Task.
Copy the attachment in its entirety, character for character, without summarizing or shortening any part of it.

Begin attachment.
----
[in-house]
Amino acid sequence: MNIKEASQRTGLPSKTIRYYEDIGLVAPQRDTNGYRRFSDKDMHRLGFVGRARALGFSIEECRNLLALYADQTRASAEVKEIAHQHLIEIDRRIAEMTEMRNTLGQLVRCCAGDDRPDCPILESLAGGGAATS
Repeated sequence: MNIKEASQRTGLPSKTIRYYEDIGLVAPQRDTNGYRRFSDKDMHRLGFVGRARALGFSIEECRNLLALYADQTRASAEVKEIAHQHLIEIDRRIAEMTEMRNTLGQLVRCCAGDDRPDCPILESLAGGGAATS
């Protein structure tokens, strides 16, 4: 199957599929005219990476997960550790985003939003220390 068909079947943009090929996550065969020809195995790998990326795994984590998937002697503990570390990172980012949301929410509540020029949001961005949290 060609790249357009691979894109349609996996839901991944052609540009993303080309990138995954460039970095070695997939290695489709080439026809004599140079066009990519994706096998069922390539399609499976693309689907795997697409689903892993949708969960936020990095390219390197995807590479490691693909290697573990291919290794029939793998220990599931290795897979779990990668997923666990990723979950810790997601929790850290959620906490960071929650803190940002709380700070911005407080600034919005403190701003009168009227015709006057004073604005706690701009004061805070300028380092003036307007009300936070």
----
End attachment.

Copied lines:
[in-house]
Amino acid sequence: MNIKEASQRTGLPSKTIRYYEDIGLVAPQRDTNGYRRFSDKDMHRLGFVGRARALGFSIEECRNLLALYADQTRASAEVKEIAHQHLIEIDRRIAEMTEMRNTLGQLVRCCAGDDRPDCPILESLAGGGAATS
Repeated sequence: MNIKEASQRTGLPSKTIRYYEDIGLVAPQRDTNGYRRFSDKDMHRLGFVGRARALGFSIEECRNLLALYADQTRASAEVKEIAHQHLIEIDRRIAEMTEMRNTLGQLVRCCAGDDRPDCPILESLAGGGAATS
């Protein structure tokens, strides 16, 4: 199957599929005219990476997960550790985003939003220390 068909079947943009090929996550065969020809195995790998990326795994984590998937002697503990570390990172980012949301929410509540020029949001961005949290 060609790249357009691979894109349609996996839901991944052609540009993303080309990138995954460039970095070695997939290695489709080439026809004599140079066009990519994706096998069922390539399609499976693309689907795997697409689903892993949708969960936020990095390219390197995807590479490691693909290697573990291919290794029939793998220990599931290795897979779990990668997923666990990723979950810790997601929790850290959620906490960071929650803190940002709380700070911005407080600034919005403190701003009168009227015709006057004073604005706690701009004061805070300028380092003036307007009300936070």